A chemo/targeted drug combination being trialed by UK researchers has shown promise in patients with advanced ovarian or lung cancer in whom all other treatments have failed.

In the study, led by a team at The Institute of Cancer Research, London, and The Royal Marsden NHS Foundation Trust, the combination of vistusertib and paclitaxel caused tumours of over half of patients with ovarian cancer and over a third with lung cancer to shrink, and stopped patients’ cancers from growing for nearly six months.

“This far exceeds what is expected with standard treatments in patients with advanced disease who have already had, and have now become resistant to, standard treatment,” according to an ICR press release.

The researchers initially tested if the combination was safe, and found it to be well tolerated with manageable side-effects.

But the study also looked at its effectiveness, and found that 52 percent of the ovarian cancer patients and 35 percent of the lung cancer patients had a reduction of at least 30 percent in the size of their tumours.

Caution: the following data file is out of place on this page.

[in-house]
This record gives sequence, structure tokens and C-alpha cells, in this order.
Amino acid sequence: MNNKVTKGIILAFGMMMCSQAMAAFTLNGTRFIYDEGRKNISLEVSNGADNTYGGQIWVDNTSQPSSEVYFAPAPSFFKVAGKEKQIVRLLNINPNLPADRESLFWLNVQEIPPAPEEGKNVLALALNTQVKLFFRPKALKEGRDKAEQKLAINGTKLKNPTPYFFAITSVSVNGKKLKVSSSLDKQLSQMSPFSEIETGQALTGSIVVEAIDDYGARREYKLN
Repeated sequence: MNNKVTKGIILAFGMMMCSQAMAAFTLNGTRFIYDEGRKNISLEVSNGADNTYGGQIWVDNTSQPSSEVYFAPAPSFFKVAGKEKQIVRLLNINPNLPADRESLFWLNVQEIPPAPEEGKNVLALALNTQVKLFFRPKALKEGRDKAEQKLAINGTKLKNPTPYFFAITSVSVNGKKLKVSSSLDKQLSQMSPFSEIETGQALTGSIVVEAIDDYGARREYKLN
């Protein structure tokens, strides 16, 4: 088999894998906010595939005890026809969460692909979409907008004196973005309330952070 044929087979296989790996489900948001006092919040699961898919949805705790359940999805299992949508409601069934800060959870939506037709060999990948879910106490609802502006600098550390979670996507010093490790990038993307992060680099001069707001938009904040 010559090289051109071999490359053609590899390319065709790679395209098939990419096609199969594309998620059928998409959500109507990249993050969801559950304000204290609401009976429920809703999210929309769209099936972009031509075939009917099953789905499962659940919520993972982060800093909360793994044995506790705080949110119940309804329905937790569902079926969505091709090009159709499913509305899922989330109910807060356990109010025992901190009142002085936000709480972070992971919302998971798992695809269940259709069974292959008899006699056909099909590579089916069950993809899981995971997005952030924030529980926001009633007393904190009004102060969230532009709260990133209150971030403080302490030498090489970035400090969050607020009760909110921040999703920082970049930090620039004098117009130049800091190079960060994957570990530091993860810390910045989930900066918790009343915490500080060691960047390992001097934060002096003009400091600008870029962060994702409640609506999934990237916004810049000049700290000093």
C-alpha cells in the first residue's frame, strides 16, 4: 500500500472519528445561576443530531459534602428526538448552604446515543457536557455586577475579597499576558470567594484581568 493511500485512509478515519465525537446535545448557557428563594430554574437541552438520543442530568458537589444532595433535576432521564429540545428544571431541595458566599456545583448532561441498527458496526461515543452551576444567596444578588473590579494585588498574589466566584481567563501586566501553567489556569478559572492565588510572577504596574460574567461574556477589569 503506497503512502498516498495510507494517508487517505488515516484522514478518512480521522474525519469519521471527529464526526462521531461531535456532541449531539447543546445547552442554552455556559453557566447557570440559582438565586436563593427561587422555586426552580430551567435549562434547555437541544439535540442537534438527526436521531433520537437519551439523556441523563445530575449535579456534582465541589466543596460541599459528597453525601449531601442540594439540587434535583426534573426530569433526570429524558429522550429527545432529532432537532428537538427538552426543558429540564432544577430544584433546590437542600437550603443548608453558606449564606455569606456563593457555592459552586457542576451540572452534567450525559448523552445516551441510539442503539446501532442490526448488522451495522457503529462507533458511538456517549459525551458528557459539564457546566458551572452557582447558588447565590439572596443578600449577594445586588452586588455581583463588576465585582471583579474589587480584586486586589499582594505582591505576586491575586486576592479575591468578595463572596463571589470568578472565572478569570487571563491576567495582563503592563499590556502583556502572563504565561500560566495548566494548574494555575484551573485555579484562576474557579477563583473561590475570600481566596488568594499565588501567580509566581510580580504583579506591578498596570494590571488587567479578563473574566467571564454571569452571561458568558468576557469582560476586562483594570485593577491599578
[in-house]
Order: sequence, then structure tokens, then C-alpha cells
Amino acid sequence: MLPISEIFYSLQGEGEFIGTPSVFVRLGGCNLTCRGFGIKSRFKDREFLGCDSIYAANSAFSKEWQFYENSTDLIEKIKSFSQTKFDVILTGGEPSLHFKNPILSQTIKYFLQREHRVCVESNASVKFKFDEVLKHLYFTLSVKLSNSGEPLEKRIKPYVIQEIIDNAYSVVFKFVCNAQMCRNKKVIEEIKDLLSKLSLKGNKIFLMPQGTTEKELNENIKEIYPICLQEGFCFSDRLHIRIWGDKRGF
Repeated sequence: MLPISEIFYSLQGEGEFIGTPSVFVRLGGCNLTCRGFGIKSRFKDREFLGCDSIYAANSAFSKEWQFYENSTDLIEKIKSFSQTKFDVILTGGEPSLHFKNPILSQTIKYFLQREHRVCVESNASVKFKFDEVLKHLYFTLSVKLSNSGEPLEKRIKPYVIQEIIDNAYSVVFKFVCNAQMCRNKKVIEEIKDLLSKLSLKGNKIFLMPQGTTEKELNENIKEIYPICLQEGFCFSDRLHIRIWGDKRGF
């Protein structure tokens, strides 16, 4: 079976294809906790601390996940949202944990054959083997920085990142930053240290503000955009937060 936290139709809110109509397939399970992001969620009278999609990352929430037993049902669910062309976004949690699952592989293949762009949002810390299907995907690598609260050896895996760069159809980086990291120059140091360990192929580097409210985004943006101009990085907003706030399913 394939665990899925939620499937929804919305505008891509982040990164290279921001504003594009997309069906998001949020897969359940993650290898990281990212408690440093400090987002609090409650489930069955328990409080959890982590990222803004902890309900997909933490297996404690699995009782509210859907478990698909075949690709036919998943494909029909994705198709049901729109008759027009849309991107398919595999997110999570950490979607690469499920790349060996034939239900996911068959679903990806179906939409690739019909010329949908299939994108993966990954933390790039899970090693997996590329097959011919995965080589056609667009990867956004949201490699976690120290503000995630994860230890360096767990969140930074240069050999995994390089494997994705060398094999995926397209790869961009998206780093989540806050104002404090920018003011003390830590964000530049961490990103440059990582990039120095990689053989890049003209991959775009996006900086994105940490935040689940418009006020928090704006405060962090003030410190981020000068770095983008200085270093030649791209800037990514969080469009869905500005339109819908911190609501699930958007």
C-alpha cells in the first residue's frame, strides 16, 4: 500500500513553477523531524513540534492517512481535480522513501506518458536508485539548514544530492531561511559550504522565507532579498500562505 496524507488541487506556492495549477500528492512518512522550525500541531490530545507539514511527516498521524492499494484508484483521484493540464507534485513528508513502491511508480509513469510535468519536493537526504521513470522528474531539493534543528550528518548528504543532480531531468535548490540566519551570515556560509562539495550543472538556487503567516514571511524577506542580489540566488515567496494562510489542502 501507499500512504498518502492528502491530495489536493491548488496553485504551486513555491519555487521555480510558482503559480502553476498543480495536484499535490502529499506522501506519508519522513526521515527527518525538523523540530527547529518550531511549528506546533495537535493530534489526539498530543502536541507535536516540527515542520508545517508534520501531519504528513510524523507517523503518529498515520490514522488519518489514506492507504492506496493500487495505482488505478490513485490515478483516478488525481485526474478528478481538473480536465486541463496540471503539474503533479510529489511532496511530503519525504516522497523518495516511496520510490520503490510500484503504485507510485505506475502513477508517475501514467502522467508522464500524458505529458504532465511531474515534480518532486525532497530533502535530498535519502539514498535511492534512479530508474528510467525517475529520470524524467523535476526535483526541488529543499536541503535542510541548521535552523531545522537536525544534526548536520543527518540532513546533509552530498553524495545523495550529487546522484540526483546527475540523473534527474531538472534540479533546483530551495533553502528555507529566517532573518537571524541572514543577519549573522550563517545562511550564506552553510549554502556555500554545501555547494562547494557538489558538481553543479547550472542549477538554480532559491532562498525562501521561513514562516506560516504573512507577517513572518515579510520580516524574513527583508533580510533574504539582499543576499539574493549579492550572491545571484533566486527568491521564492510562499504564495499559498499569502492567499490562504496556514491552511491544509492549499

Furthermore, for each of these cancer types - which had become resistant to all other types of available treatment, including chemotherapy - the combination stopped cancers growing for an average of 5.8 months.

Earlier research by the ICR found that chemotherapy-resistant ovarian cancers typically have high levels of molecule a called p-S6K, which facilitates cancer growth and may help cancer resist the effects of chemotherapy.

Vistusertib targets mTOR1 and 2 proteins which ‘turn on’ p-S6K. The researchers believe that by combining vistusertib with paclitaxel chemotherapy, the cancer cells can’t use p-S6K to grow and resist chemotherapy.

“Drug combinations hold huge promise for tackling cancer’s adaptation, evolution and drug resistance, just as they have in other areas of medicine such as HIV. But it is essential that we choose which drug combinations to test out in trials rationally based on our scientific understanding of what will work,” said ICR chief executive Professor Paul Workman.

“This study is a perfect example of a rational drug combination, selected because of scientific observations made here at the ICR that resistant ovarian cancer cells seemed to rely on a particular protein for their survival after chemotherapy.”

The study was published in Annals of Oncology and funded by AstraZeneca.